Week 1: The Production of Knowledge

September 11, 2017

Welcome to graduate school! It has been said that grad school is where you transition from becoming a knowledge-consumer to a knowledge-producer. In Week 1 we will explore what this means, and discuss how to make the most out of your time as a graduate student at the Marine Institute.

Lecture Topics

  • Discuss knowledge production - what do scientists do all day?
  • Concept: The workflow of science. Explain how each MI fisheries course supports this workflow
  • Why communicate?
    • Inside the ivory tower:
      • Communication (i.e. paper) as the fundamental unit of scientific credit
      • The workflow of science is fundamentally based on communication
    • Outside the ivory tower:
      • Managing fisheries is managing people - achieving this requires engagement
      • The public pays for our work and they should get to hear about it
      • Scientific literacy - if scientists don’t speak, who will?
  • Graduate research can change the world - Examples from real life
  • Introduction to reference management (with emphasis on Mendeley)

In-class Activities

  • Introduction to the MI Fisheries Slack (https://mifish.slack.com/)
  • Round-table introductions
  • Becoming Discoverable: Set up a Google Scholar profile and ORCID (https://scholar.google.ca/ and http://orcid.org/)
  • Download and install Mendeley (https://www.mendeley.com/)


I strongly recommend (but stop short of requiring) that you purchase copies of the two course reference books:

Heard, Stephen B (2016). The Scientist’s Guide to Writing: How to Write More Easily and Effectively Throughout Your Scientific Career. Princeton, New Jersey: Princeton University Press, p. 255. ISBN: 9780691170220.

Olson, Randy (2015). Houston, We Have a Narrative: Why Science Needs Story. Chicago: The University of Chicago Press, p. 256. ISBN: 9780226270845.

I also recommend you visit http://collections.plos.org/ten-simple-rules - a series of papers that provide introductory advice to many topics relevant to reserachers.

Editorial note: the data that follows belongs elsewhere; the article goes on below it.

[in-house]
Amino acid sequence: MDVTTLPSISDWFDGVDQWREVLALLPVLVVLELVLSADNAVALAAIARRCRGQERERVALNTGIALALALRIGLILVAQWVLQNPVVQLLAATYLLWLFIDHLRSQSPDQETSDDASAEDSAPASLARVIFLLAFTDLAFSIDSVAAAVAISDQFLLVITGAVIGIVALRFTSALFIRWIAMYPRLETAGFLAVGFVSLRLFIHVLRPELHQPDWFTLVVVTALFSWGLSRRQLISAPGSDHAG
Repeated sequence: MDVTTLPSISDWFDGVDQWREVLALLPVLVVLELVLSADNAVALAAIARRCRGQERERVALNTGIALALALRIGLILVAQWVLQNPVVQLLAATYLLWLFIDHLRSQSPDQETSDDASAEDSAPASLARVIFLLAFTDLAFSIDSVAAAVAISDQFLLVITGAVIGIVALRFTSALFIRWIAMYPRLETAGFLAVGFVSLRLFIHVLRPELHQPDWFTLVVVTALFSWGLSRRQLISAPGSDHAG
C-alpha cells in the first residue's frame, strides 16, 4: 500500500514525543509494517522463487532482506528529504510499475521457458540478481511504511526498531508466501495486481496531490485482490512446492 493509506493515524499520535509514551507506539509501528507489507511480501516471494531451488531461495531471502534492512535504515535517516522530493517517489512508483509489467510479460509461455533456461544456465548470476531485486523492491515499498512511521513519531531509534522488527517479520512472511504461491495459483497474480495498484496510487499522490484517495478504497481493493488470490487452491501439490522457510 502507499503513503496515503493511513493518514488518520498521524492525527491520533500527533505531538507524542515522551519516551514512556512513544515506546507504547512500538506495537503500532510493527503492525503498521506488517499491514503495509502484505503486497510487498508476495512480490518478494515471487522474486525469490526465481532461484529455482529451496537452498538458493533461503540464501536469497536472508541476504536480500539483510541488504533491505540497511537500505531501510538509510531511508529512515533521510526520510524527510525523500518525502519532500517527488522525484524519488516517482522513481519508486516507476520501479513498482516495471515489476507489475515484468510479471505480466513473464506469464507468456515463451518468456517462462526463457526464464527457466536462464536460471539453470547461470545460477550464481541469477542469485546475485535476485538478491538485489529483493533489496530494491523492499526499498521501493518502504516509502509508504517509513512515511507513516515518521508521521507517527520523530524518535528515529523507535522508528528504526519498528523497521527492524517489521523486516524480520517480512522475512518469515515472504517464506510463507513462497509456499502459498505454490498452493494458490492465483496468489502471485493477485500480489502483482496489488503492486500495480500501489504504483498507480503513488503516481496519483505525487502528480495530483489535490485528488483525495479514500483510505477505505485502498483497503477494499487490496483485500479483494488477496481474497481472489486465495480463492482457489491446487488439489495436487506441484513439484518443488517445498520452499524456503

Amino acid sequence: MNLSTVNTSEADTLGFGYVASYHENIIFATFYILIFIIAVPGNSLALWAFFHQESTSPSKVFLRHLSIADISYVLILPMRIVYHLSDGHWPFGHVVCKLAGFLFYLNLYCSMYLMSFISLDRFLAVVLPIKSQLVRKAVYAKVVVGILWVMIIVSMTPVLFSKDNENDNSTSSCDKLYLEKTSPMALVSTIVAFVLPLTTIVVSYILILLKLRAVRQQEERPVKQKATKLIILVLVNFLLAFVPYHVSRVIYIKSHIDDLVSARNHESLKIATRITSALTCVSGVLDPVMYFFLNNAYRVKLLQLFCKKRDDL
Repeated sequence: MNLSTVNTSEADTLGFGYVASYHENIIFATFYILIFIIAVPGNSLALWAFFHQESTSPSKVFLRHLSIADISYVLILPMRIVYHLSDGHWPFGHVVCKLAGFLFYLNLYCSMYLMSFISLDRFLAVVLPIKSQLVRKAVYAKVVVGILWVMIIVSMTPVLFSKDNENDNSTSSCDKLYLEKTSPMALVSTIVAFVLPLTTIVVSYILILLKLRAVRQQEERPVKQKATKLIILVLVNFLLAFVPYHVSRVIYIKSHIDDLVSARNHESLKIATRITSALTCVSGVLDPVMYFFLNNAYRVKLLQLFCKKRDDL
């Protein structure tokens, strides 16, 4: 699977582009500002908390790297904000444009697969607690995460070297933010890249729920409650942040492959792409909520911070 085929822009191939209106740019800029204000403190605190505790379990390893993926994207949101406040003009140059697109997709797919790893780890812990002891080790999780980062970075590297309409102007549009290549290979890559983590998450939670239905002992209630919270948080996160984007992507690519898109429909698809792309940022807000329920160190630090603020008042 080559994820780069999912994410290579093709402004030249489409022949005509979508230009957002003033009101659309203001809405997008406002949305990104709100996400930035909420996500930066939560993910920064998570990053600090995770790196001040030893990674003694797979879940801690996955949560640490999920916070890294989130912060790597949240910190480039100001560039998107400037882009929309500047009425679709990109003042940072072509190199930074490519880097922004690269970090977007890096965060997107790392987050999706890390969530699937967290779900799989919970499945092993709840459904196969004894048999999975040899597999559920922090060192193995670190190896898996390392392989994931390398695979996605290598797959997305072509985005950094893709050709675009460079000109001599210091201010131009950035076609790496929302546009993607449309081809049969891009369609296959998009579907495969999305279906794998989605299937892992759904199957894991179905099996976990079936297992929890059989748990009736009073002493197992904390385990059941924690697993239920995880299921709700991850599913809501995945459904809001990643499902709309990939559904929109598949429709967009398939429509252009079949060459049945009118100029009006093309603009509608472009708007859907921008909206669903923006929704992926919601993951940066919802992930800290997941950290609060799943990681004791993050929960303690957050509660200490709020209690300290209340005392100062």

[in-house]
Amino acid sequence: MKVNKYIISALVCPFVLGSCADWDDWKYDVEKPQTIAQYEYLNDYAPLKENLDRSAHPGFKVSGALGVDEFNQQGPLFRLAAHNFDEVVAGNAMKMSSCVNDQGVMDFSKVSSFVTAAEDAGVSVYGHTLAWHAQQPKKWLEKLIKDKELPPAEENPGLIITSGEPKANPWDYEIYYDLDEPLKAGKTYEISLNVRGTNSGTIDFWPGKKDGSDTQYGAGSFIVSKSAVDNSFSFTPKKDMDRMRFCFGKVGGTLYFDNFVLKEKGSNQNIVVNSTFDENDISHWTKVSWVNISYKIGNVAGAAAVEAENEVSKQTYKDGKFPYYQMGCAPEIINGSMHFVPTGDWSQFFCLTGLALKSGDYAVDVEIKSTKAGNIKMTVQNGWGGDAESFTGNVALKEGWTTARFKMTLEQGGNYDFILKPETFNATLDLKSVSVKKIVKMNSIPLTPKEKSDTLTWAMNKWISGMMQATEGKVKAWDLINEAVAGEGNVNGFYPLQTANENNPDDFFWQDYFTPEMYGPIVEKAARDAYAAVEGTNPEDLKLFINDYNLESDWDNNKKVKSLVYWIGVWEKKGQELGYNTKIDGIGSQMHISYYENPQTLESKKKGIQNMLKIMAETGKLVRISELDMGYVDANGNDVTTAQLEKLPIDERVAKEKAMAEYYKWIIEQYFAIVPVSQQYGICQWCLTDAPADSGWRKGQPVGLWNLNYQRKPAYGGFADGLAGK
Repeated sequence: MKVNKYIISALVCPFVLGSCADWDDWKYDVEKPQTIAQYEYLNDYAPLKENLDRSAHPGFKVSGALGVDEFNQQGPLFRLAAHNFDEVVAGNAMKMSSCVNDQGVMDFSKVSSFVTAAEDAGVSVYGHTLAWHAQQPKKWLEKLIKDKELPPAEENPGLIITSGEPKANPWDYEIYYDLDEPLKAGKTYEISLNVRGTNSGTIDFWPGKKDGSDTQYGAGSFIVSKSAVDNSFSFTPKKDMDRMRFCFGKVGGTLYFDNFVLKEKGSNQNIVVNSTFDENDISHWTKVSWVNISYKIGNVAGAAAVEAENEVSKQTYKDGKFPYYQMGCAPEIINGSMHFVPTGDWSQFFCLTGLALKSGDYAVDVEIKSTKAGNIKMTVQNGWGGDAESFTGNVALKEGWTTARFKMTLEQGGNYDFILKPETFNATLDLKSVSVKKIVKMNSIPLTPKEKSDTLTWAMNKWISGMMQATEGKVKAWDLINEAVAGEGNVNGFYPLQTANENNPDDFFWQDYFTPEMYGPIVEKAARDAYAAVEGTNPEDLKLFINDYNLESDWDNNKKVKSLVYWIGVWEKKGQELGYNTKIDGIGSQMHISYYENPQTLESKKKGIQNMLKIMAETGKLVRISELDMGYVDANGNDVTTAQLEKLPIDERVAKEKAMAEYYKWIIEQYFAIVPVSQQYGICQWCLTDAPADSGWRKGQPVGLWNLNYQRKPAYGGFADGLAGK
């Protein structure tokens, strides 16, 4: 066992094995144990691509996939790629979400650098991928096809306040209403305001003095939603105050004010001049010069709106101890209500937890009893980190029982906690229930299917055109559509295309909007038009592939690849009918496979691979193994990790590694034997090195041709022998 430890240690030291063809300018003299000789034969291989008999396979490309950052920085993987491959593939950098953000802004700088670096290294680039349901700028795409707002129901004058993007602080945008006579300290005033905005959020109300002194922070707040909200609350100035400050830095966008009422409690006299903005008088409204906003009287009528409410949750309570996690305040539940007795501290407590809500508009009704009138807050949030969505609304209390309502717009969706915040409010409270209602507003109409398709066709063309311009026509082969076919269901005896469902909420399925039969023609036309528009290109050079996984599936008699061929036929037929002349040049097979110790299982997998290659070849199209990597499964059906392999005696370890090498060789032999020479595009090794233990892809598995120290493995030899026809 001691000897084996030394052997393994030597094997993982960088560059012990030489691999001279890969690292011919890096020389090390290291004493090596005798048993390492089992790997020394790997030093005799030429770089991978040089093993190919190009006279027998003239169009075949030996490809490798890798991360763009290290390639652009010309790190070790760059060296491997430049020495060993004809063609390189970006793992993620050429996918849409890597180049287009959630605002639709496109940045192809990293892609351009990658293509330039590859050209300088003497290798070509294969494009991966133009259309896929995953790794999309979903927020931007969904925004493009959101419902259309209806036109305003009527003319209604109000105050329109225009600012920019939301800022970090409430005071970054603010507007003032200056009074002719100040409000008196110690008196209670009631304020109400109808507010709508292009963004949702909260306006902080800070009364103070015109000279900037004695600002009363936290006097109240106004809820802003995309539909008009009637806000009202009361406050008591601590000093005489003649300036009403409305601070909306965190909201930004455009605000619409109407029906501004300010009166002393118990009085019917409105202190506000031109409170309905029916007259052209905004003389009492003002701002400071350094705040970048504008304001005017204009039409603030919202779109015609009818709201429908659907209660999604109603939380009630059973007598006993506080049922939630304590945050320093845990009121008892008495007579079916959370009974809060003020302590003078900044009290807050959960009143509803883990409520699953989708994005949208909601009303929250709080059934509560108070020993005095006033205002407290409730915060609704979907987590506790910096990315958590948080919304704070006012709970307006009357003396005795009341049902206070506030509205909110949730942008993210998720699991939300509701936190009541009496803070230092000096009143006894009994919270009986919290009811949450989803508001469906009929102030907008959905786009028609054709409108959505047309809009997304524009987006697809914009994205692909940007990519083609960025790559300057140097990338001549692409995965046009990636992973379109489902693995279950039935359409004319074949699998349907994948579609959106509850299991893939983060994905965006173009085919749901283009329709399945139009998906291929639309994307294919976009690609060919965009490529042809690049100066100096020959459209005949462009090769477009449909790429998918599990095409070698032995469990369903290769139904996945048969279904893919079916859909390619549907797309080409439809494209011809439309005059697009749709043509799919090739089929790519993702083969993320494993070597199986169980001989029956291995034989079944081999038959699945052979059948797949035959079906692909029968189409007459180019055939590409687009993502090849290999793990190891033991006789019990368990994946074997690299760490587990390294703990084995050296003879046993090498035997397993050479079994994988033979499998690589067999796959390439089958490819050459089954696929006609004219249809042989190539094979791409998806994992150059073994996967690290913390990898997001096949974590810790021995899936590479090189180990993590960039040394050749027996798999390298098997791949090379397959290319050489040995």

Activity 1: Joining the MI Slack

I have set up a Slack for the SOF grad program. I will send invitations to all registered students to add themselves to this. There will be a private channel for each course in the program (data, fishlectures, and scicomm) as well as a #general, #jobs, and #papers group. Slack is a communication tool so that students can easily contact each other, collaborate, etc.

In this activity, explain Slack, its relationship to email, and the purpose of each channel. (15 min)

Activity 2: Introduction Activity

Students pair up with someone they don’t know. In pairs:

  • Student A: Introduces student B (< 1 min): Name, supervisor, where they did undergrad (and M.Sc) degrees.
  • Student B: Introduces themsleves (< 3 min): Origin story: How did you get INTO research? (and vice versa)

(5 min prep, 10 min per pair)

Activity 4: Google Scholar and ORCID

Students will create a Google Scholar profile and ORCID. Lecture will explain WHY these are helpful assets. (15 min)

Activity 5: Reference management

Lecture will explain the purpose of reference management. Students will be asked to download and install Mendeley, and add one or more papers to the reference library. (15 min)

Lecture Slides

Slides available via speakerdeck